Impact of a global minimum tax on FDI

The introduction of a 15% global minimum tax on the foreign profits of the largest multinational companies proposed in the context of the G20/OCDE Base Erosion and Profit Shifting (BEPS) project has important implications for international investments and investment policies.

With this, according to a report by the United Nations Conference on Trade and Development (UNCTAD), BEPS Pillar II is expected to discourage multinational companies from transferring profits to countries with low taxes and reduce tax competition between countries.

Other objectives are to stabilize international tax rules and reduce tax uncertainty, create a more level playing field for companies and avoid the proliferation of unilateral measures that would lead to a deterioration of the investment climate.

In addition, UNCTAD believes that increased tax revenues will support domestic resource mobilization for the Sustainable Development Goals.

Statutory corporate income tax (CIT) rates have fallen over the last three decades in a race to the bottom to attract international investment.

They now hover around 25% in both developed and developing countries.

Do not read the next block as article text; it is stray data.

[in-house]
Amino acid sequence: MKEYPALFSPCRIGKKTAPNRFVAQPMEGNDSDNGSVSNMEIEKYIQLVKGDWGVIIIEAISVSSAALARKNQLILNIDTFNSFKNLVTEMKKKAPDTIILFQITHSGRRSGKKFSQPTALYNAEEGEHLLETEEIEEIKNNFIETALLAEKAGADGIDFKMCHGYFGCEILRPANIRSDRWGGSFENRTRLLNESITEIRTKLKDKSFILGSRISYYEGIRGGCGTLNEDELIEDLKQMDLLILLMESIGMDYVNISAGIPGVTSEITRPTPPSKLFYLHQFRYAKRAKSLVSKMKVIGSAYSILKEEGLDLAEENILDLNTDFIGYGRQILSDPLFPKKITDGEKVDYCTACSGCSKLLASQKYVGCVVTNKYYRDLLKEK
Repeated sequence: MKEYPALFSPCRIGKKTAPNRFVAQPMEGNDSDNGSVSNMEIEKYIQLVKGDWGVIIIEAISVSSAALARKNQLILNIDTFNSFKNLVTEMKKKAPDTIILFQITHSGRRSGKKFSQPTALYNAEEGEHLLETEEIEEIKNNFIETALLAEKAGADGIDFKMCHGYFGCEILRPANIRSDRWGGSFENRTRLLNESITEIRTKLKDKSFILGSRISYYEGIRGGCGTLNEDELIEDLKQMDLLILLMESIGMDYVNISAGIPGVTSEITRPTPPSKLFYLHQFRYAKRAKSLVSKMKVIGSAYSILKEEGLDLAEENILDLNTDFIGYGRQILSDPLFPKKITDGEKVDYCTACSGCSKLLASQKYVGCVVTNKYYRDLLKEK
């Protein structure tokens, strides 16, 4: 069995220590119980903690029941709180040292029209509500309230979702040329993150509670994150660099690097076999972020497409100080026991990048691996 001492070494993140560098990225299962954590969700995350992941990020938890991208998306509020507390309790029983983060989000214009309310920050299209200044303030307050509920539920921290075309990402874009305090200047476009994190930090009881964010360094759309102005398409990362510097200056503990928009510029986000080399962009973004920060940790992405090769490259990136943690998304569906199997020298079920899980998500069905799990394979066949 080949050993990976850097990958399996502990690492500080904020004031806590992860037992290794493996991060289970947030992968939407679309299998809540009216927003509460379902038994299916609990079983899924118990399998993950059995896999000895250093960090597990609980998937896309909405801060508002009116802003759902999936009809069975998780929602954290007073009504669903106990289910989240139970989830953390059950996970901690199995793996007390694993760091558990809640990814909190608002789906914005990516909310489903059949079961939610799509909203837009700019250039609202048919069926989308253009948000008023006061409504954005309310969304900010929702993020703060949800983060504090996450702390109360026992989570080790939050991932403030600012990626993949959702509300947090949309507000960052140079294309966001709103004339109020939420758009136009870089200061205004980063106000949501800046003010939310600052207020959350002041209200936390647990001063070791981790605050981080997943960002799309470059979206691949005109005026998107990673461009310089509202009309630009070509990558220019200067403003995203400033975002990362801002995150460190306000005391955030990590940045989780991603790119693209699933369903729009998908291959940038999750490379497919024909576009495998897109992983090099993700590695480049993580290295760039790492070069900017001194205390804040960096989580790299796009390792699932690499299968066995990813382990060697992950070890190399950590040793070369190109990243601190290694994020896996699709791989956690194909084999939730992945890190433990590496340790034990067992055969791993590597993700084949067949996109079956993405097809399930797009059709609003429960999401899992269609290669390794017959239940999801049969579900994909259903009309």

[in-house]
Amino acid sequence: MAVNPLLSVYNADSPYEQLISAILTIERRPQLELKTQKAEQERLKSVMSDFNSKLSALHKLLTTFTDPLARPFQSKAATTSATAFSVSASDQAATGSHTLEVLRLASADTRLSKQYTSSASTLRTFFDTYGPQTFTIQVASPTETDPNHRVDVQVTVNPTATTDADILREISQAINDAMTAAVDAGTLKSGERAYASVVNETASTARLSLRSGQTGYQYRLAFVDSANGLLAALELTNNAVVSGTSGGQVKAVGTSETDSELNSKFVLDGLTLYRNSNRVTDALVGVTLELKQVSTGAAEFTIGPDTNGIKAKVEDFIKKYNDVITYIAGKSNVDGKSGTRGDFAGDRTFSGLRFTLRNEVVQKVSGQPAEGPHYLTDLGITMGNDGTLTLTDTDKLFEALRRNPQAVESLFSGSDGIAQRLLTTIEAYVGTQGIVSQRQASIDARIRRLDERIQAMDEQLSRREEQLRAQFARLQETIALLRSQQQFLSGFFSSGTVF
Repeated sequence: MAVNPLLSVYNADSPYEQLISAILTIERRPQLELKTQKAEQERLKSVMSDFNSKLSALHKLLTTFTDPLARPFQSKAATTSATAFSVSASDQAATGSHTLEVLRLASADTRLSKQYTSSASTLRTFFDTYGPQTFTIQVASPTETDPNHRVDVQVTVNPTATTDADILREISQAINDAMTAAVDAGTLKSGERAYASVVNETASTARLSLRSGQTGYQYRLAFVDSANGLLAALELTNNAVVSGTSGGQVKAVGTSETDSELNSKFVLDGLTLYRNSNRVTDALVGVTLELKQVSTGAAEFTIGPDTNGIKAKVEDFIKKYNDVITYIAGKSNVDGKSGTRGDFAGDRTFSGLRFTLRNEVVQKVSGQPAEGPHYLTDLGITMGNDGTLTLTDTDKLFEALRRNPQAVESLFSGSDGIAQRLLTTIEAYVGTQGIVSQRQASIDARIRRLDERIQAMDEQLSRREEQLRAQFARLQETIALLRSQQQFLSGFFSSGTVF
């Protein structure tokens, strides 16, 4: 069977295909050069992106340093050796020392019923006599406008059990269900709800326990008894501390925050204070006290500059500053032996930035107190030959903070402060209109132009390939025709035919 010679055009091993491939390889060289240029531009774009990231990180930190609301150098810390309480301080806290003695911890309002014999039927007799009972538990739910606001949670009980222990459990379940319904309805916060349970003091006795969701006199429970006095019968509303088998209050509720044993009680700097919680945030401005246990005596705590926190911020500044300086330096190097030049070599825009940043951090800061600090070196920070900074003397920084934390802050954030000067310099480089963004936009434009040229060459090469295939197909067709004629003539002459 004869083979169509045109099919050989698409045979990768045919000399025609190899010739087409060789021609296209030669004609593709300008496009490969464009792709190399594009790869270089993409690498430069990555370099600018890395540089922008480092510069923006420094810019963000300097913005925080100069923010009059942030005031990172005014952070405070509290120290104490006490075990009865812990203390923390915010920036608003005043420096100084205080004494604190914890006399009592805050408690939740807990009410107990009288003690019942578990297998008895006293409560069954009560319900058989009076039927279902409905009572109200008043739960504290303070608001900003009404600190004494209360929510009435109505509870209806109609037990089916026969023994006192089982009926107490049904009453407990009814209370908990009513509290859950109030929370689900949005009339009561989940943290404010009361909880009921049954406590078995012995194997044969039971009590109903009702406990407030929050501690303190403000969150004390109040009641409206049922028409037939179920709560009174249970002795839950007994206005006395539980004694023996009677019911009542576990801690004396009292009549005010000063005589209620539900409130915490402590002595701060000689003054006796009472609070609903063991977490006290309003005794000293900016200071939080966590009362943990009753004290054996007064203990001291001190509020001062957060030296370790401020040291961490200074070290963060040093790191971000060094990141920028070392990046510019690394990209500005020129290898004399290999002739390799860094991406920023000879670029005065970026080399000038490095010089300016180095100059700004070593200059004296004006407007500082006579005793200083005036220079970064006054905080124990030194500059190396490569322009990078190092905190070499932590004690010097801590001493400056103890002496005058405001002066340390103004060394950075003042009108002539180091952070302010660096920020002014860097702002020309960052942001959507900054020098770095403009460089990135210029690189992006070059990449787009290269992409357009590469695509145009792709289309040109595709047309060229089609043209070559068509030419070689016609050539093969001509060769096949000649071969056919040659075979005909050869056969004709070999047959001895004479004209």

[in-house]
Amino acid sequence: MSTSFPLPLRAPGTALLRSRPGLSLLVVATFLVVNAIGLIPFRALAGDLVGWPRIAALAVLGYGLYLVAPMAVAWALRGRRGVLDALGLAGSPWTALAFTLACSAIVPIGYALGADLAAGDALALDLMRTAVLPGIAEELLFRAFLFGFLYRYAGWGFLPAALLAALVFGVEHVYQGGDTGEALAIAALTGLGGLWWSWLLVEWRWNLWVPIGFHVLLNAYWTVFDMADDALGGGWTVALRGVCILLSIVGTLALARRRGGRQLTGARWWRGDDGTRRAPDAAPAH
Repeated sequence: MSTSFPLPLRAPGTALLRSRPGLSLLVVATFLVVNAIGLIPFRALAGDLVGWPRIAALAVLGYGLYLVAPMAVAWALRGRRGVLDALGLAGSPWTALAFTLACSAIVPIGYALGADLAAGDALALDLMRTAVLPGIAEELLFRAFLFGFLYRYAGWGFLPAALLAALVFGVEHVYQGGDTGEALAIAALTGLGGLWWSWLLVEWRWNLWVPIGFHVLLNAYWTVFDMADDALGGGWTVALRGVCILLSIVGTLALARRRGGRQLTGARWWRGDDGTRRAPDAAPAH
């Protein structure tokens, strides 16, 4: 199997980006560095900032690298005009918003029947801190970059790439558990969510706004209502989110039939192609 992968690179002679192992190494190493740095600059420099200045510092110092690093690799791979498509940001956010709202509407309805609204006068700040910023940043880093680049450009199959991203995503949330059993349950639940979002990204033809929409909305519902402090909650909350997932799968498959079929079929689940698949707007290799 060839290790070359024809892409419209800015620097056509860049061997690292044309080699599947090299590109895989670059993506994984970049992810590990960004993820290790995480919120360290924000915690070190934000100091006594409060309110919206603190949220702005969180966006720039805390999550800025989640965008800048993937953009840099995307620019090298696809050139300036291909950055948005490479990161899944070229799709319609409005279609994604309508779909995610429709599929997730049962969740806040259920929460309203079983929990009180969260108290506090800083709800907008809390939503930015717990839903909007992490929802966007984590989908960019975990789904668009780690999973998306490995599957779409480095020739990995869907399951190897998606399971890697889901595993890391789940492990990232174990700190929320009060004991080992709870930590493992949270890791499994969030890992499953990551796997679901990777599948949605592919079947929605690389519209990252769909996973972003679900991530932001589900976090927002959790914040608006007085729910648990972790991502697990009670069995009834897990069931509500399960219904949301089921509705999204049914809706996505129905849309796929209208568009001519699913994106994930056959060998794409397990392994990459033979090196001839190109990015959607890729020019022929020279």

Also, according to UNCTAD, the effective tax rates (ETR) on the declared profits of foreign affiliates tend to be lower, less than 20% on average, mainly due to the tax incentives offered by countries. hosts.

Global minimum tax

Multinational companies often pay significantly less tax on their foreign income because they can shift some of their profits to low-tax jurisdictions.

As a result, the real tax rates faced by multinational companies on their foreign income are around 15%, significantly lower than the general rate.

This is captured by a new metric introduced in an UNCATD report, the FDI Level ETR, which reflects the average taxes paid by multinationals on all of their FDI income, including transferred earnings.

Pillar II will increase the corporate income tax faced by multinational companies on their foreign earnings.

First, multinational companies will reduce profit shifting, since they will have less to gain from it and will pay the tax rates of the host country.

Second, foreign affiliates that pay an ETR below the minimum on reported earnings in host countries will be subject to additional tax.


Redacción Opportimes